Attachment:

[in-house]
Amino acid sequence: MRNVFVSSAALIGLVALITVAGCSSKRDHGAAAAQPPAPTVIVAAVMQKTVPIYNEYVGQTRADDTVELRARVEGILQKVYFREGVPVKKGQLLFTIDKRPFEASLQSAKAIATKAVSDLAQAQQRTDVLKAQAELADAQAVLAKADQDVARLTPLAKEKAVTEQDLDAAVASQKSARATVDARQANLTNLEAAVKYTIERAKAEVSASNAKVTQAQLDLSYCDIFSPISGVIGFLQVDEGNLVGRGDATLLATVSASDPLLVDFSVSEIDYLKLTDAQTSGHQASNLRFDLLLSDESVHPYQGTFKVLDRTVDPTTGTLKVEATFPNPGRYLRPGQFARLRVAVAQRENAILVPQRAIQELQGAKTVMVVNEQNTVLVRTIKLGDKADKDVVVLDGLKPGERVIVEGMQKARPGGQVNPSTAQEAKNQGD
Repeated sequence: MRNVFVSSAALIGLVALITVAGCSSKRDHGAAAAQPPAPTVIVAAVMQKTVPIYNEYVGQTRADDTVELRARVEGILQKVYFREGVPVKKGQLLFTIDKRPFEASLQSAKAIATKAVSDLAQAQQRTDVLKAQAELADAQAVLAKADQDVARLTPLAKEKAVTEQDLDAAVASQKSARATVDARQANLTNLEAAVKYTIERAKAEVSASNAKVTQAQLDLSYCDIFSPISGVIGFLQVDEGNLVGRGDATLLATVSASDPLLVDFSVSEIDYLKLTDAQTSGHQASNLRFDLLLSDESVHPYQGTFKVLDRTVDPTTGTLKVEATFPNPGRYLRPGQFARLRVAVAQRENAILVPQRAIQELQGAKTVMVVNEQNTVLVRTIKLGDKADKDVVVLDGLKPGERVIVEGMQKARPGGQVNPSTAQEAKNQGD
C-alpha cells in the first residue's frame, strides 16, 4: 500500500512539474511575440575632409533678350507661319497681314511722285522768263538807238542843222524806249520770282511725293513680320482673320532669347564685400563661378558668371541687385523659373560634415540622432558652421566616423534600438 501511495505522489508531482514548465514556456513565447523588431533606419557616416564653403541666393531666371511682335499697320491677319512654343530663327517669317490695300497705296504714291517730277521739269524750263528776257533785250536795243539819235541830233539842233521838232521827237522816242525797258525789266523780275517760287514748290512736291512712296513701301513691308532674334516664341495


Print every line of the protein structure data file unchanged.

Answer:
[in-house]
Amino acid sequence: MRNVFVSSAALIGLVALITVAGCSSKRDHGAAAAQPPAPTVIVAAVMQKTVPIYNEYVGQTRADDTVELRARVEGILQKVYFREGVPVKKGQLLFTIDKRPFEASLQSAKAIATKAVSDLAQAQQRTDVLKAQAELADAQAVLAKADQDVARLTPLAKEKAVTEQDLDAAVASQKSARATVDARQANLTNLEAAVKYTIERAKAEVSASNAKVTQAQLDLSYCDIFSPISGVIGFLQVDEGNLVGRGDATLLATVSASDPLLVDFSVSEIDYLKLTDAQTSGHQASNLRFDLLLSDESVHPYQGTFKVLDRTVDPTTGTLKVEATFPNPGRYLRPGQFARLRVAVAQRENAILVPQRAIQELQGAKTVMVVNEQNTVLVRTIKLGDKADKDVVVLDGLKPGERVIVEGMQKARPGGQVNPSTAQEAKNQGD
Repeated sequence: MRNVFVSSAALIGLVALITVAGCSSKRDHGAAAAQPPAPTVIVAAVMQKTVPIYNEYVGQTRADDTVELRARVEGILQKVYFREGVPVKKGQLLFTIDKRPFEASLQSAKAIATKAVSDLAQAQQRTDVLKAQAELADAQAVLAKADQDVARLTPLAKEKAVTEQDLDAAVASQKSARATVDARQANLTNLEAAVKYTIERAKAEVSASNAKVTQAQLDLSYCDIFSPISGVIGFLQVDEGNLVGRGDATLLATVSASDPLLVDFSVSEIDYLKLTDAQTSGHQASNLRFDLLLSDESVHPYQGTFKVLDRTVDPTTGTLKVEATFPNPGRYLRPGQFARLRVAVAQRENAILVPQRAIQELQGAKTVMVVNEQNTVLVRTIKLGDKADKDVVVLDGLKPGERVIVEGMQKARPGGQVNPSTAQEAKNQGD
C-alpha cells in the first residue's frame, strides 16, 4: 500500500512539474511575440575632409533678350507661319497681314511722285522768263538807238542843222524806249520770282511725293513680320482673320532669347564685400563661378558668371541687385523659373560634415540622432558652421566616423534600438 501511495505522489508531482514548465514556456513565447523588431533606419557616416564653403541666393531666371511682335499697320491677319512654343530663327517669317490695300497705296504714291517730277521739269524750263528776257533785250536795243539819235541830233539842233521838232521827237522816242525797258525789266523780275517760287514748290512736291512712296513701301513691308532674334516664341495